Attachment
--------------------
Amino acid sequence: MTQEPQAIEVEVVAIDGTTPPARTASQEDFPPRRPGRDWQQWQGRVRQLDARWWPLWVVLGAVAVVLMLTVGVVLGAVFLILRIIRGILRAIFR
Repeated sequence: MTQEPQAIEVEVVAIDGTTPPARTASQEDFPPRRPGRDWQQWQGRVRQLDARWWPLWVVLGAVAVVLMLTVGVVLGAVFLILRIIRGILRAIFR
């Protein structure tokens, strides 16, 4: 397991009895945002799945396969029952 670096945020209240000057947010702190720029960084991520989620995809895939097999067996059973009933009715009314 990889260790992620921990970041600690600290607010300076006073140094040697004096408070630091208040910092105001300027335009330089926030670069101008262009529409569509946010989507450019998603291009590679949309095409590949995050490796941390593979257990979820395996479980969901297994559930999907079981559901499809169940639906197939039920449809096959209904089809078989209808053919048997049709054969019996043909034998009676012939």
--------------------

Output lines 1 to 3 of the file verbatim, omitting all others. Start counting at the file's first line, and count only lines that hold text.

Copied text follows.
Amino acid sequence: MTQEPQAIEVEVVAIDGTTPPARTASQEDFPPRRPGRDWQQWQGRVRQLDARWWPLWVVLGAVAVVLMLTVGVVLGAVFLILRIIRGILRAIFR
Repeated sequence: MTQEPQAIEVEVVAIDGTTPPARTASQEDFPPRRPGRDWQQWQGRVRQLDARWWPLWVVLGAVAVVLMLTVGVVLGAVFLILRIIRGILRAIFR
């Protein structure tokens, strides 16, 4: 397991009895945002799945396969029952 670096945020209240000057947010702190720029960084991520989620995809895939097999067996059973009933009715009314 990889260790992620921990970041600690600290607010300076006073140094040697004096408070630091208040910092105001300027335009330089926030670069101008262009529409569509946010989507450019998603291009590679949309095409590949995050490796941390593979257990979820395996479980969901297994559930999907079981559901499809169940639906197939039920449809096959209904089809078989209808053919048997049709054969019996043909034998009676012939």